KEESEVILLE — Ann Pember’s artistic lens turns from lush peonies to Wickham Marsh.
She’s painting on Yupo, a plastic sheet.
“I can wash the paint right off, and that’s unusual with watercolor,” said Pember, who is holding an Open Studio on July 20 in Keeseville.
“It’s very slippery. If you feel the back, that is what the front is like. So, it’s hard to make the paint actually go on it.”
She likes the runs created when she works watercolor on Yupo.
“When you’re painting water, it’s wonderful,” Pember said. “The same with the stream paintings, it’s a similar one. It’s almost as smooth but it’s a board. It kind of creates those textures without a whole lot of help. I feel like I’m fighting with it if I’m working on regular paper. It just doesn’t do the same thing. That’s the newest things.”
Marsh imagery is her latest exploration in something different, though she may start a series of irises with a few peonies thrown in.
Of late, her hands have held not paint brushes but gardening tools. She wears a harness when she’s landscaping the steep inclines below her Water Edge Studio.
“I have been out in the yard, cutting limbs from the trees and whacking hedges and power washing and staining decks, and all sorts of stuff,” she said.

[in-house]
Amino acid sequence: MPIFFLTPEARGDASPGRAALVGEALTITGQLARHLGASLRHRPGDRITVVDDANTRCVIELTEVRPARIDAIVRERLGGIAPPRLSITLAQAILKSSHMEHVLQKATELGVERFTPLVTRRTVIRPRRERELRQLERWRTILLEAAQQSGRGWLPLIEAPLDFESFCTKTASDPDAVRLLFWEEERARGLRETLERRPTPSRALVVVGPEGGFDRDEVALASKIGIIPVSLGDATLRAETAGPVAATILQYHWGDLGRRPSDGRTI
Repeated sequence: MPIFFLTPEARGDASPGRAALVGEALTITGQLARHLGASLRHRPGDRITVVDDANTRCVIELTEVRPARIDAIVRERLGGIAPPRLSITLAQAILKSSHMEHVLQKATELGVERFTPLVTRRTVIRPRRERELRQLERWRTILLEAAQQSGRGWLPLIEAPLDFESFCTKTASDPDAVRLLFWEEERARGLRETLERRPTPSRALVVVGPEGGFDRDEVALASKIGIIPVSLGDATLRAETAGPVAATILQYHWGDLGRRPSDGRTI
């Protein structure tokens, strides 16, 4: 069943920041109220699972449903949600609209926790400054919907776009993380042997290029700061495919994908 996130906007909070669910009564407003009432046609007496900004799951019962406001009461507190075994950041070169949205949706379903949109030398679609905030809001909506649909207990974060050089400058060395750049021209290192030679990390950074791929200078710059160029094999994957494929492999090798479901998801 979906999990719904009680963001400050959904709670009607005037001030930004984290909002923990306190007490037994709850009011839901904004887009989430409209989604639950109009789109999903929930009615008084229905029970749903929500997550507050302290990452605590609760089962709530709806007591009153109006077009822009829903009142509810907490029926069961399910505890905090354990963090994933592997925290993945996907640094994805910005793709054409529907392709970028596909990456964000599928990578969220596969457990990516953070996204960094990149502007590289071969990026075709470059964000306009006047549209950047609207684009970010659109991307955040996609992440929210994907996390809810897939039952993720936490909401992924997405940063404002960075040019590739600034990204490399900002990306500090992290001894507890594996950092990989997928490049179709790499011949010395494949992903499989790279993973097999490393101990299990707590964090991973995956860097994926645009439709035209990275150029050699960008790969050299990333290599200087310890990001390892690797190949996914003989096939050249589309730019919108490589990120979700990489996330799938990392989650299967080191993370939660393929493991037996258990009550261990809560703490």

After a decade of trying, she finished writing her self-published digital book, “The Magic of Painting on Smooth Surfaces in Watercolor.” The book has more than 325 illustrations and reveals six-full demonstrations of Pember’s techniques.
“I printed one up,” she said. “They will see it on their computer on a CD. I looked into self-publishing on some of the places online, and I didn’t fit their format. They always have a format. I just didn’t fit what they wanted to do. I had to use higher resolution for some things, and I didn’t have that for some of the older paintings that I wanted to put in. On here, they look fine. So, it let me use a lot of those pieces, and I think this helps to explain how I paint these things on smooth surfaces, and there are several.”